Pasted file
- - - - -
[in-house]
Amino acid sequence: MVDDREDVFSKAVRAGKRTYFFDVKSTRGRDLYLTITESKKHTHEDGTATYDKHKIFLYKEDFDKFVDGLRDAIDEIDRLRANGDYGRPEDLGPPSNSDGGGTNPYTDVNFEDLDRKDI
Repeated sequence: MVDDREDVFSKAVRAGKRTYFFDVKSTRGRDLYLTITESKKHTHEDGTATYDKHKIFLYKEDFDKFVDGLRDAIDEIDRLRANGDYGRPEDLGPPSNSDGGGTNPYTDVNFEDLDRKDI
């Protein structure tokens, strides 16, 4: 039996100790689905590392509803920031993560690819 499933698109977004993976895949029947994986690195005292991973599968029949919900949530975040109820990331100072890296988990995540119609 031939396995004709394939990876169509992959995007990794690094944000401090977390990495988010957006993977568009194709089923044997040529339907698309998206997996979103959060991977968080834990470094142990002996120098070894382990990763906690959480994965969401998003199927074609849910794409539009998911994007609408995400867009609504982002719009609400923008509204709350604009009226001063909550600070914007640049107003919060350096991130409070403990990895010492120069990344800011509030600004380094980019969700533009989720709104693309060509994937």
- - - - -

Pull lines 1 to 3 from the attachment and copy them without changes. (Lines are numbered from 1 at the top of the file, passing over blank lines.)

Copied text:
[in-house]
Amino acid sequence: MVDDREDVFSKAVRAGKRTYFFDVKSTRGRDLYLTITESKKHTHEDGTATYDKHKIFLYKEDFDKFVDGLRDAIDEIDRLRANGDYGRPEDLGPPSNSDGGGTNPYTDVNFEDLDRKDI
Repeated sequence: MVDDREDVFSKAVRAGKRTYFFDVKSTRGRDLYLTITESKKHTHEDGTATYDKHKIFLYKEDFDKFVDGLRDAIDEIDRLRANGDYGRPEDLGPPSNSDGGGTNPYTDVNFEDLDRKDI